On Nov. 20, statewide implementation of Tier 3 COVID-19 mitigation measures went into effect, including a ban on indoor bar and restaurant service. A week later, Homewood Mayor Richard Hofeld issued a warning to local establishments that they are expected to comply with the order.
Hofeld said a letter was sent to local restaurants on Friday, Nov. 27, after he received reports that several were continuing to serve customers indoors. He noted that most local establishments appear to be in compliance, but he wanted to make sure all owners are informed about the enforcement steps the village is prepared to take.
"I understand the hardship your business has endured during these times and I don't want to see any business close, not even temporarily," he said in the letter. "However, protecting the health and welfare of the public is my paramount responsibility."
Hofeld said if the village receives reports of restaurants or bars continuing to defy the Tier 3 requirements, Homewood police will be asked to investigate. Establishments found to be in violation will be issued a warning and must close immediately.
If additional violations occur, Hofeld said he would suspend the business owner's liquor license.
He encouraged restaurants to serve customers through carryout, curbside pickup and delivery services until the restrictions are eased. The Homewood village board recently extended its decision to not collect the Places for Eating tax from Homewood restaurants through November, December and January.
State restrictions on restaurant and bar service have been among the most controversial steps taken to control the spread of the virus that causes COVID-19.
During an October interview with the Chronicle, state Sen. Patrick Joyce, who represents Flossmoor and other south suburban communities, said restaurant owners in the 40th District told him the state's restrictions threatened the existence of their businesses.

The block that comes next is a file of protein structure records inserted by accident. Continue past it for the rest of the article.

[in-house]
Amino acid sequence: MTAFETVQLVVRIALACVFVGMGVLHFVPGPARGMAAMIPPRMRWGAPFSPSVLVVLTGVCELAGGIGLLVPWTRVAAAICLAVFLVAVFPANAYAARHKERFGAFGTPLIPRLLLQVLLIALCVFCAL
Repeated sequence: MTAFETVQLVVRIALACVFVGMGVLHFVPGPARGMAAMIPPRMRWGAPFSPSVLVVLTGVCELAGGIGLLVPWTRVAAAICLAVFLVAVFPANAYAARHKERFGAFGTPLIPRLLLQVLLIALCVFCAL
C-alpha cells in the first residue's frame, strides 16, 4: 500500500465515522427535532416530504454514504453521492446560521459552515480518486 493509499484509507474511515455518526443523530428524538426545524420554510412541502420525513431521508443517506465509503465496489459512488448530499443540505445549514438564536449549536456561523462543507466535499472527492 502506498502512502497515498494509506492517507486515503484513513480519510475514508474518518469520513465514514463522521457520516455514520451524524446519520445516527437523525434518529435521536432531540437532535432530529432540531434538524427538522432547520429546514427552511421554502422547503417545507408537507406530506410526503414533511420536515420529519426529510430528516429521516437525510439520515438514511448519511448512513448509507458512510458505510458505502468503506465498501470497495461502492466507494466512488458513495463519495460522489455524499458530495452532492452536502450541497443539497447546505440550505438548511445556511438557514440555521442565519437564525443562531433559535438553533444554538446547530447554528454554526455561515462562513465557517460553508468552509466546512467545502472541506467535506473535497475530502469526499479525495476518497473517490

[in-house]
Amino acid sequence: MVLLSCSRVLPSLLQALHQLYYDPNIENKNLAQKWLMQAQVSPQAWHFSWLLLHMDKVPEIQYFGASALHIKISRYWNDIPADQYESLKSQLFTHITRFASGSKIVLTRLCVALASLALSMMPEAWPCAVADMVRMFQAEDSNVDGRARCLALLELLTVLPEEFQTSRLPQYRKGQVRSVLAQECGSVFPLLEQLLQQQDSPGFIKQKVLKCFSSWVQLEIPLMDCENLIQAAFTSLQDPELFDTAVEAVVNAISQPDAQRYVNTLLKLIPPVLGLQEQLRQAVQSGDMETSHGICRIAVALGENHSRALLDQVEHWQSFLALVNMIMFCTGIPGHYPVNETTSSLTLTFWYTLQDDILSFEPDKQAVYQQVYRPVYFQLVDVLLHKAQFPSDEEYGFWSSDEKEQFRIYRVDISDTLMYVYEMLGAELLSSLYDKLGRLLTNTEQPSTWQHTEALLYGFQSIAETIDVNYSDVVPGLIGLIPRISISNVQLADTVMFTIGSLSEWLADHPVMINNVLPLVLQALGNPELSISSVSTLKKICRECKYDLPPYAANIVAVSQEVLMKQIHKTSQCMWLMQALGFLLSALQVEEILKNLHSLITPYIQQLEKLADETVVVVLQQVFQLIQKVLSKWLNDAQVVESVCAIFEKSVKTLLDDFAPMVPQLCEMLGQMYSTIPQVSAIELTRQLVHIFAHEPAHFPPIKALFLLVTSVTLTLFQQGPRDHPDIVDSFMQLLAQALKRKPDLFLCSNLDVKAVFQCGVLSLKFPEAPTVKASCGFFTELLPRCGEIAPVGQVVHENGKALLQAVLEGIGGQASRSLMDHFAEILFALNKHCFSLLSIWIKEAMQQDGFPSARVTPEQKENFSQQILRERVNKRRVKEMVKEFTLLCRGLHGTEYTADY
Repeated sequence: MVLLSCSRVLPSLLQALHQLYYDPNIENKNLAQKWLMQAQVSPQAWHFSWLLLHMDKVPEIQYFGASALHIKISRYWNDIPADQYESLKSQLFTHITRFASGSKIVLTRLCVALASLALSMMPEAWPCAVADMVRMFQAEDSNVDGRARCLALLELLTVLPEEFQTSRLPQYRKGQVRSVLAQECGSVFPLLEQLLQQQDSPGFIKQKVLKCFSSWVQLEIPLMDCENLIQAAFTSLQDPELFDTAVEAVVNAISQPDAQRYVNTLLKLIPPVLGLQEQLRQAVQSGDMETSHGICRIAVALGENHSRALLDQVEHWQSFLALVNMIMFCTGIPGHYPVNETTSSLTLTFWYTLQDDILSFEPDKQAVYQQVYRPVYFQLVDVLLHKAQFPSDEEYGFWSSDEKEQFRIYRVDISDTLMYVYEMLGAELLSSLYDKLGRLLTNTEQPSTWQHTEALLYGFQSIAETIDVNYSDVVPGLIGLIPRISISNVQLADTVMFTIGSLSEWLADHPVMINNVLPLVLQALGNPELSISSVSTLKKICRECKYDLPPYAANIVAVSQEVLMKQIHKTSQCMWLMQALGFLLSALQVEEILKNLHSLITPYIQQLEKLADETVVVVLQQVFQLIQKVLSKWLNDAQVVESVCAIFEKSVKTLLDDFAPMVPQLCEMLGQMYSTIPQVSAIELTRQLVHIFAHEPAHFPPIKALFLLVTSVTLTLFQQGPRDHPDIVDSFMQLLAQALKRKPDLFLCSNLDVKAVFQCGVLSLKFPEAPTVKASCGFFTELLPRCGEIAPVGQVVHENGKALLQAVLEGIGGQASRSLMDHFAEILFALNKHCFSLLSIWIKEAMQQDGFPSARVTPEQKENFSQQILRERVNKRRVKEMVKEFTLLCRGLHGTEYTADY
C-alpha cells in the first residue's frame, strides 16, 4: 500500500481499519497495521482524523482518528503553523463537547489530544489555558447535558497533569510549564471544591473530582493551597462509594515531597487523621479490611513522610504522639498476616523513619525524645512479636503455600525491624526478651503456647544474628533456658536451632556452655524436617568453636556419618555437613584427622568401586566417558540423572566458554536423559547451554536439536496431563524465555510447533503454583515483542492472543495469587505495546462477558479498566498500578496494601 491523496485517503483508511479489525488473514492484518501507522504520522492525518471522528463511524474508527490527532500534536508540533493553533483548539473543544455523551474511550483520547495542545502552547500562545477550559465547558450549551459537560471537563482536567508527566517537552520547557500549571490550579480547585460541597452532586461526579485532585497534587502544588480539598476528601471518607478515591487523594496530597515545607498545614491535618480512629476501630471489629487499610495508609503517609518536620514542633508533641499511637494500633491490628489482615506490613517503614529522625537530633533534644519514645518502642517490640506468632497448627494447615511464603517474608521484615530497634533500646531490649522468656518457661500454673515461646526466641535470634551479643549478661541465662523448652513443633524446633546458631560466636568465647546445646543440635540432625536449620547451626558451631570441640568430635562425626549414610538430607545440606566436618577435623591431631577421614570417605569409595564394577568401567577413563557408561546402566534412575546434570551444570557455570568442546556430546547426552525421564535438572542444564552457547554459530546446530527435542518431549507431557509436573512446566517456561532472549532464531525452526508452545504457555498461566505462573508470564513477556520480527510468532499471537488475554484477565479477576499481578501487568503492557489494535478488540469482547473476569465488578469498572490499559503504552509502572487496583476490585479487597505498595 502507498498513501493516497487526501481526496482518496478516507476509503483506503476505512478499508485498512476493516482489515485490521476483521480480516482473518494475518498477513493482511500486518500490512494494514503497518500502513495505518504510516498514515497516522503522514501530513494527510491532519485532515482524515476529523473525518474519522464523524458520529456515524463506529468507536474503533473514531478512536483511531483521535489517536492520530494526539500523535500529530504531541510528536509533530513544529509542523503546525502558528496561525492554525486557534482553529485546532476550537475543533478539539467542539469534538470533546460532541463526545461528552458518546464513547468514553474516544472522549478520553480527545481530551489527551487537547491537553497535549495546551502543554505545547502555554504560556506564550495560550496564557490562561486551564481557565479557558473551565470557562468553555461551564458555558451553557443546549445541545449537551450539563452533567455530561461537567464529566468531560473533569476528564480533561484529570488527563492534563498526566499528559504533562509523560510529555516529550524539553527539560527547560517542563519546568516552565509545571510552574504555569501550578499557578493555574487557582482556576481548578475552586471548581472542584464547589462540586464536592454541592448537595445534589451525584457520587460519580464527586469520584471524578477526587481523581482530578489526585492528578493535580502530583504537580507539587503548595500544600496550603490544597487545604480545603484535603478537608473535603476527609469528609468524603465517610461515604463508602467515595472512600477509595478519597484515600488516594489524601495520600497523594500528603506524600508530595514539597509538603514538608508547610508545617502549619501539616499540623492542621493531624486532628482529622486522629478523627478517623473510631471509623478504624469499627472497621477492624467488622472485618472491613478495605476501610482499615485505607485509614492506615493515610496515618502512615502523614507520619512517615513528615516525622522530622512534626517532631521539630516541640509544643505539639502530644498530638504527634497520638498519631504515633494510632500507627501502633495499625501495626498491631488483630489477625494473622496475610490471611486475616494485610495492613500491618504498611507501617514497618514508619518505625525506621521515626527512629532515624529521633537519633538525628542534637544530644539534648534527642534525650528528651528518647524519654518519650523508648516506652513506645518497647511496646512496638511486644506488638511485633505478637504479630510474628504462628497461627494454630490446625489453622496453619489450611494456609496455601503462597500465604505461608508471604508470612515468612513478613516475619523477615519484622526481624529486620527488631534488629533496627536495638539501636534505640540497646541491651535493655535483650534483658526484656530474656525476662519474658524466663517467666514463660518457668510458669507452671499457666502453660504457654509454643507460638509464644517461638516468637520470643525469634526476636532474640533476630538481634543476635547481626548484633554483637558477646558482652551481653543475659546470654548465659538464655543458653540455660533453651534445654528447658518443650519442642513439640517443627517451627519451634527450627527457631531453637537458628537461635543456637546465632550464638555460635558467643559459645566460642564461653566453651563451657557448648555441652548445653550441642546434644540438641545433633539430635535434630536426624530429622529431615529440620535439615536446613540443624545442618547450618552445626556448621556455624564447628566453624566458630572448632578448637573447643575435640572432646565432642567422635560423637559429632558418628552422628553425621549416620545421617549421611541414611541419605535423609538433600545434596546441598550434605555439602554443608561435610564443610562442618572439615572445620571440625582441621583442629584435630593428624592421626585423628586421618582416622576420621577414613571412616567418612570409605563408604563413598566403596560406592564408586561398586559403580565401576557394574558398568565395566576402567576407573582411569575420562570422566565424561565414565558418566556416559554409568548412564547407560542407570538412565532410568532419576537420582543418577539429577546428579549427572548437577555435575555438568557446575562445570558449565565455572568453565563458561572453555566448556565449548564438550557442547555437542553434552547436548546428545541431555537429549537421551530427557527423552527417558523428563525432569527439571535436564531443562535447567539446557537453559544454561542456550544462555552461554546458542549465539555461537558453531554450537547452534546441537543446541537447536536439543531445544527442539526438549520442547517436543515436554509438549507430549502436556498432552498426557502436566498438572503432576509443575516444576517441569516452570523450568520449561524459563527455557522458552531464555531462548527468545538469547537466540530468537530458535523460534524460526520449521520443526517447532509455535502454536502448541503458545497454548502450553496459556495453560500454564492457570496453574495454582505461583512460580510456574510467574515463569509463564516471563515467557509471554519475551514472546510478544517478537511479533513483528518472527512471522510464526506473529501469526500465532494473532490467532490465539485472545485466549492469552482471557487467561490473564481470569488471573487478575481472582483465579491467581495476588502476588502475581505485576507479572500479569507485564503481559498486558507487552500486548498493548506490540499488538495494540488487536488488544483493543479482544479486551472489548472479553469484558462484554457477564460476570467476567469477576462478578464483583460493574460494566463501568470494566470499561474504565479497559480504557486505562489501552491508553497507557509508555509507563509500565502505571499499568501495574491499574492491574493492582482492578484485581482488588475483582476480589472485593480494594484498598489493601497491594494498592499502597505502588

He said some were willing to risk penalties for violating restrictions because the alternative was to permanently close.
Pritzker has said contact tracing data implicates restaurants and bars as places where people who congregate are more likely to test positive for COVID-19.
During the spring stay-at-home order, which closed all but essential businesses, Pritzker encouraged state police and local law enforcement officers to use education and reminders as the first choice when encountering people or businesses not complying with the restrictions.
As the fall COVID-19 surge was ramping up several weeks ago, Pritzker's stance hardened as more and more businesses and municipalities began openly defying restrictions.
"Sometimes educating people is not enough to get people to do the right thing," he said during a news conference on Oct. 28. "State police have begun to take more stringent action to hold scofflaws accountable. Local officials have a responsibility in this work as well. They are obliged to keep their communities safe."
On Nov. 5, Pritzker used even stronger terms, noting that when local officials fail to enforce COVID-19 restrictions, "people die."
Health officials in Illinois and across the nation are warning that Thanksgiving travel could add to an already exponential surge in infections. November numbers locally and statewide have far outstripped the first wave of infections during April and May.